At midseason, with a perfectly acceptable record, Redskin watchers still are asking the same questions they did before game one: can Joe Theismann get them to the playoffs? Where is the outside running back speed on offense? How long can the secondary cover for the defensive line?

Although he accepted more blame than necessary after the 17-6 loss to the Giants yesterday, Theismann has not played well for three weeks. Some snipers within the team privately say a change to Billy Kilmer is in order.

"If Joe did it once," said offensive coordinator Joe Walton, "he can do it again." A moment earlier, he had said: "Personnel decisions are entirely up to Jack (Pardee). I just try to get the plays ready."

One team source said Coach Pardee probably would stick with Theismann this week, but surely would switch to Kilmer if no improvement was evident against the San Francisco 49ers in RFK Stadium.

"I assume we probably will (start Theismann this week)," Pardee said, "but I'm not going to make any player changes today."

Although several passes were dropped yesterday, the offense has been ineffective enough lately to suggest that the Walton-Theismann combination might be getting into a pattern defenses can sense.

This notion corresponds to the once-around-the league theory of baseball, that a new pitcher or hitter might do well until the opposition has a chance to study his tendencies and devise counters.

With about four minutes left in the first half and the Giants seven points ahead, the Redskins had second and two at the New York 18 yard line. Theismann went for the touchdown - and Ricky Tompson saved an interception in the end zone.

On third and two, Washington again went for the touchdown instead of the first down, with Theismann throwing into what seemed double coverage on John McDaniel and missing high.

"He (McDaniel) was open," Walton said. "It doesn't make any difference what it (the coverage) was. He was open. We take calculated chances on home runs. You're not going to score unless you do.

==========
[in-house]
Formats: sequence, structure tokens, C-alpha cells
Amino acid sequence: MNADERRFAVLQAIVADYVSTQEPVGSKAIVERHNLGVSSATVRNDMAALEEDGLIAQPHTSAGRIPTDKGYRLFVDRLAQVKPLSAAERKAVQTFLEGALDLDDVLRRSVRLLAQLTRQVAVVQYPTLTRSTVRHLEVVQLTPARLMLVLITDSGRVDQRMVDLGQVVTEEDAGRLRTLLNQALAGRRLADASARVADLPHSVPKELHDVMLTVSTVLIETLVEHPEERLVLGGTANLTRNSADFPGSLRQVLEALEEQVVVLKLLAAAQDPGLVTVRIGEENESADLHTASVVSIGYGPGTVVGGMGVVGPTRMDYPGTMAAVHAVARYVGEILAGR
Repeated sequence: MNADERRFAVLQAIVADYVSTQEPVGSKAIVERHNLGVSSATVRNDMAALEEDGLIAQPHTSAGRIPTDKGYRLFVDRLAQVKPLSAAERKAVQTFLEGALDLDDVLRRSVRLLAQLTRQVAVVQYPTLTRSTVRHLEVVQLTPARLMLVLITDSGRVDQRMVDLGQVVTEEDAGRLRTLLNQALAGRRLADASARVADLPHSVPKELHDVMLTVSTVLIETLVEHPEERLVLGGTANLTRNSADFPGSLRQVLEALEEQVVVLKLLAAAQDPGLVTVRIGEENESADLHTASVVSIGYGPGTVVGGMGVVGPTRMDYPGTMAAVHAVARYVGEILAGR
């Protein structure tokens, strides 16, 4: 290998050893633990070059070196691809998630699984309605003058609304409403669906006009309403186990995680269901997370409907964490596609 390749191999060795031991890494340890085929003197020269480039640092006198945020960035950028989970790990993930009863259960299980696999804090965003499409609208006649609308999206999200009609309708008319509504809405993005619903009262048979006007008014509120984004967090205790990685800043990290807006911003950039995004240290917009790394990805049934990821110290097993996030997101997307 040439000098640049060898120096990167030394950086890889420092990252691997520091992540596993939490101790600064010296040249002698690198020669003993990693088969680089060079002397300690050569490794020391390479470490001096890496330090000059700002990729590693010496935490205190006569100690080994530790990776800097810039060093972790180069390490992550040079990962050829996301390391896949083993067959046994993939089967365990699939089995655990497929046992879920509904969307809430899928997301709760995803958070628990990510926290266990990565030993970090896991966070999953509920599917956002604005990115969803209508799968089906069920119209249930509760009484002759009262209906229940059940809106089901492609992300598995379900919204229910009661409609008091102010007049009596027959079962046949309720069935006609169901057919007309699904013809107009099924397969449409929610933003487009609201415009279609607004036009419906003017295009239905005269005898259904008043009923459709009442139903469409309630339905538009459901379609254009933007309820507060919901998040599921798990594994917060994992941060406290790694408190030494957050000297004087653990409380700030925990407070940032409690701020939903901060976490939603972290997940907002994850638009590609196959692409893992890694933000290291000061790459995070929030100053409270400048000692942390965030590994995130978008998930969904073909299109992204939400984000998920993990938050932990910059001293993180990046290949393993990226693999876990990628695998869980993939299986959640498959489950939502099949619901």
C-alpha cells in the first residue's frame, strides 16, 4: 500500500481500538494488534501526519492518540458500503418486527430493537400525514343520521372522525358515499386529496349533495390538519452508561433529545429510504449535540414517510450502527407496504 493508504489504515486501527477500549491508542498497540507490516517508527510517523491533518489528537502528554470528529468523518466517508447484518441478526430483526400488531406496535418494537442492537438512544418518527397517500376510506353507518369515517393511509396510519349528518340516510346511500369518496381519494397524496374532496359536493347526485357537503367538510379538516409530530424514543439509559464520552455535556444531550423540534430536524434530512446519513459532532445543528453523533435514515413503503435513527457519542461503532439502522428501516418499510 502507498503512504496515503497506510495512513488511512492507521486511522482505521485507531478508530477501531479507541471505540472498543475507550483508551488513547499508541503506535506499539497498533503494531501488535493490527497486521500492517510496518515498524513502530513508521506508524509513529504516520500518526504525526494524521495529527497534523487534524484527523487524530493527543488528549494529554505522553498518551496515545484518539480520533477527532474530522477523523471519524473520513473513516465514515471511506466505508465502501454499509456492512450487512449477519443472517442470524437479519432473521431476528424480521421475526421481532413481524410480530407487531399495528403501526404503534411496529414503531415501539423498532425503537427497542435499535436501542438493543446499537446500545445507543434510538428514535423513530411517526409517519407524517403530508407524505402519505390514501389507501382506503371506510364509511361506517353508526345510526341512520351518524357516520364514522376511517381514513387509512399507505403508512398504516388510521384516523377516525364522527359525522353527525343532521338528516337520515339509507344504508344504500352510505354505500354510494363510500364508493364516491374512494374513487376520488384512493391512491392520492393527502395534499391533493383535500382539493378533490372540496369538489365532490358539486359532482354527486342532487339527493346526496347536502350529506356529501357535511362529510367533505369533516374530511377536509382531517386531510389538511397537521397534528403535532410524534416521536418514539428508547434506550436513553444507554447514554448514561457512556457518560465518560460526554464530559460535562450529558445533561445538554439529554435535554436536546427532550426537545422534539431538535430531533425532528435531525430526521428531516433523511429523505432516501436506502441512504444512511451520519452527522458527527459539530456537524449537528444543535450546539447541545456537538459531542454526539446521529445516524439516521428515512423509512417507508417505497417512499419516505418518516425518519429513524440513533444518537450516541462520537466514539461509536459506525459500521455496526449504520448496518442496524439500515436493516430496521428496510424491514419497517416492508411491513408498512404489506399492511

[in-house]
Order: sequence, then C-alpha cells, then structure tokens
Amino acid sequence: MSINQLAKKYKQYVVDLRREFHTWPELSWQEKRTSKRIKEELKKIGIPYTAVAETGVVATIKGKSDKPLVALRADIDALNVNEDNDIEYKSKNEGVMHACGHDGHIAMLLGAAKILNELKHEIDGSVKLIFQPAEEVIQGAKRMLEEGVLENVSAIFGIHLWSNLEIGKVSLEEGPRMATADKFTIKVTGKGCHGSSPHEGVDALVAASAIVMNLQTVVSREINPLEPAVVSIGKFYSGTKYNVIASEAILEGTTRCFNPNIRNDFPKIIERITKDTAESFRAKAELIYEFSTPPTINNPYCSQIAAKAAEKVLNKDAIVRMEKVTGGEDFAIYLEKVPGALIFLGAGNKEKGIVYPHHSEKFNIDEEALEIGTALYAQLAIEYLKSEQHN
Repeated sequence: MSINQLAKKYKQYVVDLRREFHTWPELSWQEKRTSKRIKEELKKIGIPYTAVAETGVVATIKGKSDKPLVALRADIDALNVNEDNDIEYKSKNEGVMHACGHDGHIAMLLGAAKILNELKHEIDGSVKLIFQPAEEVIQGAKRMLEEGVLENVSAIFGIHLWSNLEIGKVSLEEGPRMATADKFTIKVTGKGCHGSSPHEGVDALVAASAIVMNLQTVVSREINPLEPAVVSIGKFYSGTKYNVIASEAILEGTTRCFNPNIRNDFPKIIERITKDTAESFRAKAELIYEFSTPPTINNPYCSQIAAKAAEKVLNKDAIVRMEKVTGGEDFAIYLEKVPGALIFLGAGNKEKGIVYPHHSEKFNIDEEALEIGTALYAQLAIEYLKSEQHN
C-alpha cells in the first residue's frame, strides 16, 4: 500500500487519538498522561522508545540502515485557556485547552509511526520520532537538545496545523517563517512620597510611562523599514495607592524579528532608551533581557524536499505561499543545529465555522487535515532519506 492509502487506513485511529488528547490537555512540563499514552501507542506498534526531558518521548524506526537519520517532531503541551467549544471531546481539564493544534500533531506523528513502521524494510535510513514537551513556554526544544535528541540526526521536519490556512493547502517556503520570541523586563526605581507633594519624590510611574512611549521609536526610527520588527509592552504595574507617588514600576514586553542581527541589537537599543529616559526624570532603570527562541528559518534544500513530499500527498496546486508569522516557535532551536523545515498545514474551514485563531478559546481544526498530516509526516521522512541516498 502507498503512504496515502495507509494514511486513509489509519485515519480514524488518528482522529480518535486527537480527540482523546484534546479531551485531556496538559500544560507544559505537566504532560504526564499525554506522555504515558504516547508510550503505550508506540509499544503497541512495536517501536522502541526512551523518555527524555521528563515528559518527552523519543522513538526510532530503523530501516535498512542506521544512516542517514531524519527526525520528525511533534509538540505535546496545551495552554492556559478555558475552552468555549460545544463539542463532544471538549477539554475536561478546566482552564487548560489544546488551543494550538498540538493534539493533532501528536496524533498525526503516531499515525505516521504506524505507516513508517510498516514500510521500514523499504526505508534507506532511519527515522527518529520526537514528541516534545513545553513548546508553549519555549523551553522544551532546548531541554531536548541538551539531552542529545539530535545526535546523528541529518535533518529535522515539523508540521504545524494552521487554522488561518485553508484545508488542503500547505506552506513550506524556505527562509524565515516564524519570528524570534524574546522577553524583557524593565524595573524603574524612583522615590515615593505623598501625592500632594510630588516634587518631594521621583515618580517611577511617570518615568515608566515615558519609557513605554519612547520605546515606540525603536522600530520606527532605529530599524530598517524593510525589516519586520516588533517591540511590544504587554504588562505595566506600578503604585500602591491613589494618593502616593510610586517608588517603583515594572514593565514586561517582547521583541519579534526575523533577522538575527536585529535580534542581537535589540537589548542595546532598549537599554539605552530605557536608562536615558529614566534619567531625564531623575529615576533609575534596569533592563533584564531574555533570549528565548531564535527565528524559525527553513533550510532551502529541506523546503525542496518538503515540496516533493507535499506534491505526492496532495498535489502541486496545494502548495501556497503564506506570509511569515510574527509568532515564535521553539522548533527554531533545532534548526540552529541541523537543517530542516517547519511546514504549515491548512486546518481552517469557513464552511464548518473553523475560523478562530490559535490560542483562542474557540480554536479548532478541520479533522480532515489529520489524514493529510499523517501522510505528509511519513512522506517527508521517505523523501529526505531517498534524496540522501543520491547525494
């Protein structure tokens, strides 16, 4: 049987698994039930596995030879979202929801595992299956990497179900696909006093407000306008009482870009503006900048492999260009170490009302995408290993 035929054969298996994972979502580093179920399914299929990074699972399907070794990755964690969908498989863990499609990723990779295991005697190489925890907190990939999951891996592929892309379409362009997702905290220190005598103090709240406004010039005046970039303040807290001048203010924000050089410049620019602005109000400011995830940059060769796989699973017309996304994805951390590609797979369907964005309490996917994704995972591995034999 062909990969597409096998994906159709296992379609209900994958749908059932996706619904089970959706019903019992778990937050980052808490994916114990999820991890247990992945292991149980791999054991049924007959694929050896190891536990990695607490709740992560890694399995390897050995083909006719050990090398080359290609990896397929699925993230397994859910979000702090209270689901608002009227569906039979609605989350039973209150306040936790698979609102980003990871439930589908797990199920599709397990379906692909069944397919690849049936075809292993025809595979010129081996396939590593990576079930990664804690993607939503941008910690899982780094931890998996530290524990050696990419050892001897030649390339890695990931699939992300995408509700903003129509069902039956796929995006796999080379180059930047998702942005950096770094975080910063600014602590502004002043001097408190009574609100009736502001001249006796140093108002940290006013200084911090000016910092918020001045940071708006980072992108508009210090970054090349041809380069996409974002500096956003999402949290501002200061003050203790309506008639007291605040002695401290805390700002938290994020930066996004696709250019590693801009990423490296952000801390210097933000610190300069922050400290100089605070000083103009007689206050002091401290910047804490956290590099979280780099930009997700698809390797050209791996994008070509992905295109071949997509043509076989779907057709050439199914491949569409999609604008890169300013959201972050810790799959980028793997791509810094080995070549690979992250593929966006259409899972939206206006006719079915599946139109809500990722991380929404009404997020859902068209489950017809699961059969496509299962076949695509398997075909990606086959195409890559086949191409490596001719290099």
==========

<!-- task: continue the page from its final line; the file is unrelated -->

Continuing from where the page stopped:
"Earlier we made plays like that. Now thye're not there. We've got to get them back. The problem is not one guy, not me or Joe or the offensive line. The best I can say is that we're getting people open, but for one reason or another we're breaking down.

"I don't think we're a great offensive team yet, although we did things better earlier. And remember, the wide receivers (Thompson and McDaniel) weren't with us in training camp. (Tight end) Jean Fugett has a knee injury, we haven't had Mike (Thomas) for two weeks and Riggins got a hip pointer this game."

Also remember that the Giants just might be as good as the Redskins. After four straight victories, that seems a decent notion. Their offensive and defensive lines seemed more than a match against the Redskins.

"What we did today was no big secret," said defensive end Jack Gregory. "We just went out and outplayed 'em, that's all. We just wanted it a bit more than they did. They used to beat hell out of us, rub it in.

"That's the way we want to be. We've learned a lot from Washington over the years - and one of the things we've learned is how to win."

Linebacker Brad Van Pelt continued the theme, adding: "They didn't have much of an offense, so I guess we did something right. I'm not going to say we've arrived (as a playoff team), but we're close."

Two plays supported Gregory. Both were third and short, one of less than a foot. The Giants stopped each for a loss.

Theismann's frustration was heightened by the field. He never has thrown well here and one reason, he said, "is that crown down the middle of the field.It just drives me crazy. I was all right during warmups, but then the balls I threw down the sidelines just stayed up.

"I also was a little indecisive. I don't know exactly why, except I might have had my steps a little screwed up. I was a little bit hesitent."

Should there be a quarterback change?

"Yes," Theismann said. "Joe (Theisman himself) will have to make the change. "Evidently, the work he's put in hasn't worked. I promise you he'll change."

He'll have to.